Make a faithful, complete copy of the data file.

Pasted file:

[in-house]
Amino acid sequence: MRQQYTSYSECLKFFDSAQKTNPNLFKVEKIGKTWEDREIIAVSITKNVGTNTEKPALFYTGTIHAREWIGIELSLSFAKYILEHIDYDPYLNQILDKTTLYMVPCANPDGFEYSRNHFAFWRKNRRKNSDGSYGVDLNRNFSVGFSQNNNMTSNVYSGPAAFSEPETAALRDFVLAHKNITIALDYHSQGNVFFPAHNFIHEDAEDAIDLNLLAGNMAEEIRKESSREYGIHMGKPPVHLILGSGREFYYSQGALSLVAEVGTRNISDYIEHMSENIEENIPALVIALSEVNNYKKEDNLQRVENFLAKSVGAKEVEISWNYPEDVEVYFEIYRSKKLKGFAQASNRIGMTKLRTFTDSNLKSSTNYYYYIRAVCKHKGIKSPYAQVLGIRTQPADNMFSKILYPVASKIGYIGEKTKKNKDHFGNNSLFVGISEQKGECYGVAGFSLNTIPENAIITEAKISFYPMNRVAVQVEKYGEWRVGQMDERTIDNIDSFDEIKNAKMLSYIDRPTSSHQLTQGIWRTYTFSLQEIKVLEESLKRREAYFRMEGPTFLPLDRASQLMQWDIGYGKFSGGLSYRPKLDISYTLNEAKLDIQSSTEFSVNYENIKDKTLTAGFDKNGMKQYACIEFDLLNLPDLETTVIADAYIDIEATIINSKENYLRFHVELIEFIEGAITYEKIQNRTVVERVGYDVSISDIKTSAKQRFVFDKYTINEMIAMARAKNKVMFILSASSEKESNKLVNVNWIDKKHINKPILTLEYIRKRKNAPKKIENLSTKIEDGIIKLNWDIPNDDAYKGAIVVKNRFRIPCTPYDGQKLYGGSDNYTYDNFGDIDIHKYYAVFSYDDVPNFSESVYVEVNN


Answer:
[in-house]
Amino acid sequence: MRQQYTSYSECLKFFDSAQKTNPNLFKVEKIGKTWEDREIIAVSITKNVGTNTEKPALFYTGTIHAREWIGIELSLSFAKYILEHIDYDPYLNQILDKTTLYMVPCANPDGFEYSRNHFAFWRKNRRKNSDGSYGVDLNRNFSVGFSQNNNMTSNVYSGPAAFSEPETAALRDFVLAHKNITIALDYHSQGNVFFPAHNFIHEDAEDAIDLNLLAGNMAEEIRKESSREYGIHMGKPPVHLILGSGREFYYSQGALSLVAEVGTRNISDYIEHMSENIEENIPALVIALSEVNNYKKEDNLQRVENFLAKSVGAKEVEISWNYPEDVEVYFEIYRSKKLKGFAQASNRIGMTKLRTFTDSNLKSSTNYYYYIRAVCKHKGIKSPYAQVLGIRTQPADNMFSKILYPVASKIGYIGEKTKKNKDHFGNNSLFVGISEQKGECYGVAGFSLNTIPENAIITEAKISFYPMNRVAVQVEKYGEWRVGQMDERTIDNIDSFDEIKNAKMLSYIDRPTSSHQLTQGIWRTYTFSLQEIKVLEESLKRREAYFRMEGPTFLPLDRASQLMQWDIGYGKFSGGLSYRPKLDISYTLNEAKLDIQSSTEFSVNYENIKDKTLTAGFDKNGMKQYACIEFDLLNLPDLETTVIADAYIDIEATIINSKENYLRFHVELIEFIEGAITYEKIQNRTVVERVGYDVSISDIKTSAKQRFVFDKYTINEMIAMARAKNKVMFILSASSEKESNKLVNVNWIDKKHINKPILTLEYIRKRKNAPKKIENLSTKIEDGIIKLNWDIPNDDAYKGAIVVKNRFRIPCTPYDGQKLYGGSDNYTYDNFGDIDIHKYYAVFSYDDVPNFSESVYVEVNN